Winning in Politics

“We’re going to win, win, win, and we’re going to make America great again,” Donald Trump told the crowd at the conclusion of a rally in Buffalo, NY in April 2016. “America first, folks!” A few months later, just before he introduced his wife, Melania Trump, at the Republican National Convention in July 2016, Trump declared, “We’re going to win so big.”

This rhetoric about “winning” and thereby returning America to a supposedly-lost state of greatness has dominated the 2016 presidential election cycle, particularly among conservative politicians and voters. Yet it is, on some level, unprecedented in the US political sphere. Simon Rosenberg, president of New Democratic network, believes that Trump’s language promotes an idea of national pessimism that has never been seen before in a general election.

“There’s a mean-spiritedness and an anger, particularly coming from Trump, that really has no modern antecedent,” said Rosenberg. “There’ve been candidates who’ve run before, like Reagan, who ran against the failed political elite, but this is on a completely different scale. [Trump] has attacked virtually every institution. He’s raising questions about the integrity of the voting, integrity of the polling, integrity of the media. He’s given the Russians far more leeway than he’s given most of the institutions in the US.”

Crucial to Trump’s platform have been a variety of protectionary measures, including building a wall along the US-Mexico border and creating trade barriers to protect American jobs. According to Rosenberg, these measures could have drastic consequences.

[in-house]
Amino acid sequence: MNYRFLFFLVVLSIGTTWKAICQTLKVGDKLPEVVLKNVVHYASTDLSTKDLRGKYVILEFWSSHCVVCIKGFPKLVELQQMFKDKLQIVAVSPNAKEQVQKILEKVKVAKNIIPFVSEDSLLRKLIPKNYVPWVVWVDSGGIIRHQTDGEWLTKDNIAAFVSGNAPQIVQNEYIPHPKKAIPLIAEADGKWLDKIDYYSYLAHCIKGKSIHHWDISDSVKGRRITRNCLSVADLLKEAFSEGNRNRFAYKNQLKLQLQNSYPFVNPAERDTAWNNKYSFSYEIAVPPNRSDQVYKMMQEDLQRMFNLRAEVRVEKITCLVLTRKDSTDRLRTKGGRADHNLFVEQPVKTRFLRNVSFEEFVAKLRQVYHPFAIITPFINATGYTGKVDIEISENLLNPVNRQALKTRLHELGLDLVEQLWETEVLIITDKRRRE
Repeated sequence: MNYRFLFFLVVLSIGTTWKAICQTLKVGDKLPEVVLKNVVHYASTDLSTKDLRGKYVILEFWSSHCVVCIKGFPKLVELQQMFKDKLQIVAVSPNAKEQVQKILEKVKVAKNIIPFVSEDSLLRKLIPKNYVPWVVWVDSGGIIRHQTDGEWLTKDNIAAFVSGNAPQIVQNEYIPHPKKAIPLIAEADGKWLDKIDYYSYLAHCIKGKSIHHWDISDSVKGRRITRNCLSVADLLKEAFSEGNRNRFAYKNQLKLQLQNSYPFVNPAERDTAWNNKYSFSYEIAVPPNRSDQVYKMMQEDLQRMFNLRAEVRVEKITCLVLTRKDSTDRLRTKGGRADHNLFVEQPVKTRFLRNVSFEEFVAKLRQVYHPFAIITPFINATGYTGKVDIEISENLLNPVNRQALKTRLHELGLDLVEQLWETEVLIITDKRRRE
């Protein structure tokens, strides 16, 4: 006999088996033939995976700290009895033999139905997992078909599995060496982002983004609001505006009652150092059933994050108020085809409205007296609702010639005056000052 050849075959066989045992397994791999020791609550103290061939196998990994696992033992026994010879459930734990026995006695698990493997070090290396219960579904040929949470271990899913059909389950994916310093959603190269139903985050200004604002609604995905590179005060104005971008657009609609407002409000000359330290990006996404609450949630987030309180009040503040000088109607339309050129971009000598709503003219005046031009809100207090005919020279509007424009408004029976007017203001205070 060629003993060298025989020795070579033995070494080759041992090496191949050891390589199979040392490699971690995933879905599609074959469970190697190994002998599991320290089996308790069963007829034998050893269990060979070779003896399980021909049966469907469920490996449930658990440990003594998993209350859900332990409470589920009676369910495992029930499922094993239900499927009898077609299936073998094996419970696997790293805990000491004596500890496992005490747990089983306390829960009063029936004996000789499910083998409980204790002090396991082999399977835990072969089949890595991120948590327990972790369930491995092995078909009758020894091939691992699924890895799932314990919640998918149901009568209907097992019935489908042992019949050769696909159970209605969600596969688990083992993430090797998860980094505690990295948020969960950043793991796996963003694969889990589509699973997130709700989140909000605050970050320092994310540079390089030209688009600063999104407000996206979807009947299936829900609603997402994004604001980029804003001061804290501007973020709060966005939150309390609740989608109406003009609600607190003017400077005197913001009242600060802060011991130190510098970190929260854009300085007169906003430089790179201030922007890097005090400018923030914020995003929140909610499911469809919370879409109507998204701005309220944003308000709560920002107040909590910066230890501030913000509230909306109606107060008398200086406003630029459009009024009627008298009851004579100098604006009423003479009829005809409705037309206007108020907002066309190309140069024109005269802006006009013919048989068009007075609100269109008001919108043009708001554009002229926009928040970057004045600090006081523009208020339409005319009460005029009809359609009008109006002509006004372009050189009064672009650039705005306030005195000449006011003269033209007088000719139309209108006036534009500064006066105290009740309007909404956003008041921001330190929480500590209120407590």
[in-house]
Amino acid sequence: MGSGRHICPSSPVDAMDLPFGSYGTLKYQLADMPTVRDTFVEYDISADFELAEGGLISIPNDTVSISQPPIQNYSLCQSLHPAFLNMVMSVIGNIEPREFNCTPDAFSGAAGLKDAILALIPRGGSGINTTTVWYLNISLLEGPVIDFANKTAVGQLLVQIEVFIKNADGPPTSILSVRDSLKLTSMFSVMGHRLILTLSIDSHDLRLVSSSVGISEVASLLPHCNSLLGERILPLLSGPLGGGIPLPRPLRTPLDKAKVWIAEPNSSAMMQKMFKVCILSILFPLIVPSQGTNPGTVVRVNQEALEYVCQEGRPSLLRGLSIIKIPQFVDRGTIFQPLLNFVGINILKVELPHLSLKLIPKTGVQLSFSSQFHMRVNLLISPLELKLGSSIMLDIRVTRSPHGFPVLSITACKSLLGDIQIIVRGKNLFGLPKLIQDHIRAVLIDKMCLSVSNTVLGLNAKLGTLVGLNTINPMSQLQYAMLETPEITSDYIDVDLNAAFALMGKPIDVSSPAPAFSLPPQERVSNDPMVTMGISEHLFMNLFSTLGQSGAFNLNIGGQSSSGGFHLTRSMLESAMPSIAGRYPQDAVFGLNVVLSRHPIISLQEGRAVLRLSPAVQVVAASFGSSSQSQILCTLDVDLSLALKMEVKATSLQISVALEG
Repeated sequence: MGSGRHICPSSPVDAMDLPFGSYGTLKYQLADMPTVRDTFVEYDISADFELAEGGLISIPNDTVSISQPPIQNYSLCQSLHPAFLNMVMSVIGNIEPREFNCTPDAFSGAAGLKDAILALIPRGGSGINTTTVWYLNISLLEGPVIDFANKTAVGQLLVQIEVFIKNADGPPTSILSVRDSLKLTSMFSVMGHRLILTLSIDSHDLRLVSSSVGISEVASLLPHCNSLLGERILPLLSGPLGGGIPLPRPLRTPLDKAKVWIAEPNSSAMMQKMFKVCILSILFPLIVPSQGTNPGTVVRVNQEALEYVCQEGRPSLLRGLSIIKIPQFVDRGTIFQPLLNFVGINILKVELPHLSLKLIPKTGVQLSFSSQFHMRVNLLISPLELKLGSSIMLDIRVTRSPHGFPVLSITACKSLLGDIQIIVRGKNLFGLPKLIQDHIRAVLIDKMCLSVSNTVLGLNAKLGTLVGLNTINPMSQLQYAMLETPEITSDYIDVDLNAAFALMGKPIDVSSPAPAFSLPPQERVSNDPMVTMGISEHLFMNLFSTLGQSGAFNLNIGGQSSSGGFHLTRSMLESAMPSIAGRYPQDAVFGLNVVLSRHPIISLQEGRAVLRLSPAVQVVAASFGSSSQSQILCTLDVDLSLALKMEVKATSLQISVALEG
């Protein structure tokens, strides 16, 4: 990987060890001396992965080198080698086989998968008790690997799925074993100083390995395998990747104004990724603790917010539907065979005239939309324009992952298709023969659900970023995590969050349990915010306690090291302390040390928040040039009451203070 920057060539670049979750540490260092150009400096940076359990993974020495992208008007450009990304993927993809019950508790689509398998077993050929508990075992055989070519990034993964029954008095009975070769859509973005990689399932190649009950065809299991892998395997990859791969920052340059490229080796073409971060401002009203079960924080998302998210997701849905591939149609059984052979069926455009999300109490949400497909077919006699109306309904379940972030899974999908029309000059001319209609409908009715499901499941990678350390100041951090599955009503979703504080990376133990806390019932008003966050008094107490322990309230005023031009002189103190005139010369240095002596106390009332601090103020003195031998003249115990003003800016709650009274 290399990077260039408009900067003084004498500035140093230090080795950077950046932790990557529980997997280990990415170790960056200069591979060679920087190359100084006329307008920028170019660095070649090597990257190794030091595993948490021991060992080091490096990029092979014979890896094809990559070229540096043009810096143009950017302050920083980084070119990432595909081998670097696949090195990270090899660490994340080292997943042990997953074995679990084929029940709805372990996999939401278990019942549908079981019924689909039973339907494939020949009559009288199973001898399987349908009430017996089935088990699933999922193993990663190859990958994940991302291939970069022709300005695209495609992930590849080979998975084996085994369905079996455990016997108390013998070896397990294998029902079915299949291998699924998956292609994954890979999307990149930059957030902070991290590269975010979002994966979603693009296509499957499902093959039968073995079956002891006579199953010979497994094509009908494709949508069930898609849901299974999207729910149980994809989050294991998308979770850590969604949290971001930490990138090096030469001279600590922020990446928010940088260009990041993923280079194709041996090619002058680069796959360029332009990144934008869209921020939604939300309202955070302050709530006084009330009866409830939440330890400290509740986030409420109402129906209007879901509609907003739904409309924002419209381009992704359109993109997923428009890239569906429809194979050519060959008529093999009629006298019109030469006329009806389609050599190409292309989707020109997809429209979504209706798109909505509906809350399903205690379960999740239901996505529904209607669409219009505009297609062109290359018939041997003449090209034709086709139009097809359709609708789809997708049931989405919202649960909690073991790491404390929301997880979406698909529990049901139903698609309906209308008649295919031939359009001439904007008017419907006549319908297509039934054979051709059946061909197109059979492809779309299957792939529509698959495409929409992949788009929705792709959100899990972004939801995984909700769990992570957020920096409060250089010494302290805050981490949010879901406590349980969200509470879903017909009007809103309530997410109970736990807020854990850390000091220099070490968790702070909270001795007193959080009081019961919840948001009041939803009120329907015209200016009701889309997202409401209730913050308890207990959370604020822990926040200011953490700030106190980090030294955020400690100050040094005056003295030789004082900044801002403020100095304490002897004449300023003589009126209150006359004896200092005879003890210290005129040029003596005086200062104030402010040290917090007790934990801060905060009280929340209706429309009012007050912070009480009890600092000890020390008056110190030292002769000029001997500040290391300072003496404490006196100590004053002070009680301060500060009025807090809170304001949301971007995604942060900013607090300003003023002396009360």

“What he’s saying implicitly is that it’s the end of the West as we know it,” he said. “If America pulls out of global trade deals, pulls out of WTO, pulls out of NAFTA, pulls out of NATO, then those institutions don’t exist anymore. And they have been not only the foundational institutions that have guided the world since the end of WWII, [but] they’ve been the cornerstones of how the West has conducted itself on a global stage.”

Rosenberg also doesn’t think that Trump’s positions are widely shared by voters, even within the Republican Party.

“One of the reasons that he’s having so much trouble getting support of John McCain, the Bushes, Mitt Romney, and all the sort of mainstream, establishment Republicans is that they don’t agree with him,” Rosenberg explained. “Between 15 and 20 percent of the country is really with him. His worldview, I think, is a minority in a minority.”

Yet even without the support of many prominent Republicans, Trump’s performance in the state primaries was enough to secure him the Republican presidential nomination and make him a contender in the November 8 election. What made his worldview and his emphasis on “winning” at other countries’ expense so appealing to some voters? At least one clue lies in his rhetoric.

“The core argument Trump is making is, ‘I want to make America great again.’ It’s a restoration of an old order that was never really there in the first place, and it’s so obviously demographically targeted,” Rosenberg said. “What African American believes that America was great in the 1950s?”